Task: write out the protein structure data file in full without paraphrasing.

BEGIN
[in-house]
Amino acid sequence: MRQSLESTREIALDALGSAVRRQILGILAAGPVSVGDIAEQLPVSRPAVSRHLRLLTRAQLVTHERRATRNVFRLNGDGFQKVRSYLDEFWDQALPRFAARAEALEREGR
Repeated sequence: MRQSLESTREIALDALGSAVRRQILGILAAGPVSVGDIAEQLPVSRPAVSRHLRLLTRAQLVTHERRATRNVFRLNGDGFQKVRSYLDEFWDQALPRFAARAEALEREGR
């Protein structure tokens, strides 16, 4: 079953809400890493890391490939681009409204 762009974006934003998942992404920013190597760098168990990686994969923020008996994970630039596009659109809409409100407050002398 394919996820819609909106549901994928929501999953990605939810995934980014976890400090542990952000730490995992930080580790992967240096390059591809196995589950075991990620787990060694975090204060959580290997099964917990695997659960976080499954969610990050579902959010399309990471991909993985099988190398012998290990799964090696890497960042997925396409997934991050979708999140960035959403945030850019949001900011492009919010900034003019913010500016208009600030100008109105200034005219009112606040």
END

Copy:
[in-house]
Amino acid sequence: MRQSLESTREIALDALGSAVRRQILGILAAGPVSVGDIAEQLPVSRPAVSRHLRLLTRAQLVTHERRATRNVFRLNGDGFQKVRSYLDEFWDQALPRFAARAEALEREGR
Repeated sequence: MRQSLESTREIALDALGSAVRRQILGILAAGPVSVGDIAEQLPVSRPAVSRHLRLLTRAQLVTHERRATRNVFRLNGDGFQKVRSYLDEFWDQALPRFAARAEALEREGR
């Protein structure tokens, strides 16, 4: 079953809400890493890391490939681009409204 762009974006934003998942992404920013190597760098168990990686994969923020008996994970630039596009659109809409409100407050002398 394919996820819609909106549901994928929501999953990605939810995934980014976890400090542990952000730490995992930080580790992967240096390059591809196995589950075991990620787990060694975090204060959580290997099964917990695997659960976080499954969610990050579902959010399309990471991909993985099988190398012998290990799964090696890497960042997925396409997934991050979708999140960035959403945030850019949001900011492009919010900034003019913010500016208009600030100008109105200034005219009112606040």